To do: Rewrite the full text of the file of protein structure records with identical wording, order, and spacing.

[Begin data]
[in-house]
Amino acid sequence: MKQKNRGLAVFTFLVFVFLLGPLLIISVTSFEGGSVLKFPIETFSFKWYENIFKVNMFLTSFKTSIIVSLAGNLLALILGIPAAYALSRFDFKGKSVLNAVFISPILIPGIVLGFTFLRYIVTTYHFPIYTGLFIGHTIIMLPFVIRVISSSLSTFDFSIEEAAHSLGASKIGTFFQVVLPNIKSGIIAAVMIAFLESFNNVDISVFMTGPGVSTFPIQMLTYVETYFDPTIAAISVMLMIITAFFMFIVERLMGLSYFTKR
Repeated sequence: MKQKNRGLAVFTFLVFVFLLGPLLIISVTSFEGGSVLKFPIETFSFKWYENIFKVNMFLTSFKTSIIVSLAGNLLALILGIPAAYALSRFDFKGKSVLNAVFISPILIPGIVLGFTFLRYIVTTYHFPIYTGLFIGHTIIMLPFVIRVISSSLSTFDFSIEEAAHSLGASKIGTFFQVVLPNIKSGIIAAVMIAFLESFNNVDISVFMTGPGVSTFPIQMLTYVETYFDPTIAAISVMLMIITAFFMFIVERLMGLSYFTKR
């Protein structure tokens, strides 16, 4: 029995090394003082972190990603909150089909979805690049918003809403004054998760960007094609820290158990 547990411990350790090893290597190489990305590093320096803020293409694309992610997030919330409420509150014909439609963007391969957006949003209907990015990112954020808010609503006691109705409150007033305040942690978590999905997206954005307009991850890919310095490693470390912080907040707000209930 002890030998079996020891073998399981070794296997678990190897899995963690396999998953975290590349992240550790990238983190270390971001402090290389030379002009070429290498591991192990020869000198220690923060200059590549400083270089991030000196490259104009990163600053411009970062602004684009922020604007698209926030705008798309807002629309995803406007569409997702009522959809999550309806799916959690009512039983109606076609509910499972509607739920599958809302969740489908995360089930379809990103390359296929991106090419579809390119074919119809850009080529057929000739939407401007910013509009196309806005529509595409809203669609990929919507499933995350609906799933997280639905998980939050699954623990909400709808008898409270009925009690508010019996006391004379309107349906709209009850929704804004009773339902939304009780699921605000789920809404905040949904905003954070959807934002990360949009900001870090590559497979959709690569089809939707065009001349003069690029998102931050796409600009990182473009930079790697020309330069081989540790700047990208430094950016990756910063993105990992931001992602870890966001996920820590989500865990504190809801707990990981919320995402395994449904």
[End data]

[in-house]
Amino acid sequence: MKQKNRGLAVFTFLVFVFLLGPLLIISVTSFEGGSVLKFPIETFSFKWYENIFKVNMFLTSFKTSIIVSLAGNLLALILGIPAAYALSRFDFKGKSVLNAVFISPILIPGIVLGFTFLRYIVTTYHFPIYTGLFIGHTIIMLPFVIRVISSSLSTFDFSIEEAAHSLGASKIGTFFQVVLPNIKSGIIAAVMIAFLESFNNVDISVFMTGPGVSTFPIQMLTYVETYFDPTIAAISVMLMIITAFFMFIVERLMGLSYFTKR
Repeated sequence: MKQKNRGLAVFTFLVFVFLLGPLLIISVTSFEGGSVLKFPIETFSFKWYENIFKVNMFLTSFKTSIIVSLAGNLLALILGIPAAYALSRFDFKGKSVLNAVFISPILIPGIVLGFTFLRYIVTTYHFPIYTGLFIGHTIIMLPFVIRVISSSLSTFDFSIEEAAHSLGASKIGTFFQVVLPNIKSGIIAAVMIAFLESFNNVDISVFMTGPGVSTFPIQMLTYVETYFDPTIAAISVMLMIITAFFMFIVERLMGLSYFTKR
């Protein structure tokens, strides 16, 4: 029995090394003082972190990603909150089909979805690049918003809403004054998760960007094609820290158990 547990411990350790090893290597190489990305590093320096803020293409694309992610997030919330409420509150014909439609963007391969957006949003209907990015990112954020808010609503006691109705409150007033305040942690978590999905997206954005307009991850890919310095490693470390912080907040707000209930 002890030998079996020891073998399981070794296997678990190897899995963690396999998953975290590349992240550790990238983190270390971001402090290389030379002009070429290498591991192990020869000198220690923060200059590549400083270089991030000196490259104009990163600053411009970062602004684009922020604007698209926030705008798309807002629309995803406007569409997702009522959809999550309806799916959690009512039983109606076609509910499972509607739920599958809302969740489908995360089930379809990103390359296929991106090419579809390119074919119809850009080529057929000739939407401007910013509009196309806005529509595409809203669609990929919507499933995350609906799933997280639905998980939050699954623990909400709808008898409270009925009690508010019996006391004379309107349906709209009850929704804004009773339902939304009780699921605000789920809404905040949904905003954070959807934002990360949009900001870090590559497979959709690569089809939707065009001349003069690029998102931050796409600009990182473009930079790697020309330069081989540790700047990208430094950016990756910063993105990992931001992602870890966001996920820590989500865990504190809801707990990981919320995402395994449904």